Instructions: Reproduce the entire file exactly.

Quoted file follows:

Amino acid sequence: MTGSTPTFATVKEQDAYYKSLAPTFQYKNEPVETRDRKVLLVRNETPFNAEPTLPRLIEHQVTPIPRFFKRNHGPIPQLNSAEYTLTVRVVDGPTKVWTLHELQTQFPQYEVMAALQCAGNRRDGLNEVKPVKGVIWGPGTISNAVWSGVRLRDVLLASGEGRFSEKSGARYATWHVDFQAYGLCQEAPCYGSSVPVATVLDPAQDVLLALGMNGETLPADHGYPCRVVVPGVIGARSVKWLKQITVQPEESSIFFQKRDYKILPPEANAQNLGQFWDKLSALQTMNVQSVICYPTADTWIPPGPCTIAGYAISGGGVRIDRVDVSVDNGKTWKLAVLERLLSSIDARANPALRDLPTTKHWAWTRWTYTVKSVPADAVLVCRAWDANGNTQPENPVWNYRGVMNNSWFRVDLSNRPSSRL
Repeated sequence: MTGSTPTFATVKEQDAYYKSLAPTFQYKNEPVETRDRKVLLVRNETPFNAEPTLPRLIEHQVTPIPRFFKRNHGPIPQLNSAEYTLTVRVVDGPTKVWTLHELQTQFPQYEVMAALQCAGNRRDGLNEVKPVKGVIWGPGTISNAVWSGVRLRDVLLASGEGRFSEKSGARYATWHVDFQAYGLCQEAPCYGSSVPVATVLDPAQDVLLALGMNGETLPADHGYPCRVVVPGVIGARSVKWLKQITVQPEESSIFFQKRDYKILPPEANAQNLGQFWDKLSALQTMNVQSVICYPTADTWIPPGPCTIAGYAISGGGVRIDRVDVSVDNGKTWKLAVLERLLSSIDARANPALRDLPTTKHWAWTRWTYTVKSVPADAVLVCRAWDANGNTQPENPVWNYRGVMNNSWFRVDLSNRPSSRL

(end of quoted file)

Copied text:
Amino acid sequence: MTGSTPTFATVKEQDAYYKSLAPTFQYKNEPVETRDRKVLLVRNETPFNAEPTLPRLIEHQVTPIPRFFKRNHGPIPQLNSAEYTLTVRVVDGPTKVWTLHELQTQFPQYEVMAALQCAGNRRDGLNEVKPVKGVIWGPGTISNAVWSGVRLRDVLLASGEGRFSEKSGARYATWHVDFQAYGLCQEAPCYGSSVPVATVLDPAQDVLLALGMNGETLPADHGYPCRVVVPGVIGARSVKWLKQITVQPEESSIFFQKRDYKILPPEANAQNLGQFWDKLSALQTMNVQSVICYPTADTWIPPGPCTIAGYAISGGGVRIDRVDVSVDNGKTWKLAVLERLLSSIDARANPALRDLPTTKHWAWTRWTYTVKSVPADAVLVCRAWDANGNTQPENPVWNYRGVMNNSWFRVDLSNRPSSRL
Repeated sequence: MTGSTPTFATVKEQDAYYKSLAPTFQYKNEPVETRDRKVLLVRNETPFNAEPTLPRLIEHQVTPIPRFFKRNHGPIPQLNSAEYTLTVRVVDGPTKVWTLHELQTQFPQYEVMAALQCAGNRRDGLNEVKPVKGVIWGPGTISNAVWSGVRLRDVLLASGEGRFSEKSGARYATWHVDFQAYGLCQEAPCYGSSVPVATVLDPAQDVLLALGMNGETLPADHGYPCRVVVPGVIGARSVKWLKQITVQPEESSIFFQKRDYKILPPEANAQNLGQFWDKLSALQTMNVQSVICYPTADTWIPPGPCTIAGYAISGGGVRIDRVDVSVDNGKTWKLAVLERLLSSIDARANPALRDLPTTKHWAWTRWTYTVKSVPADAVLVCRAWDANGNTQPENPVWNYRGVMNNSWFRVDLSNRPSSRL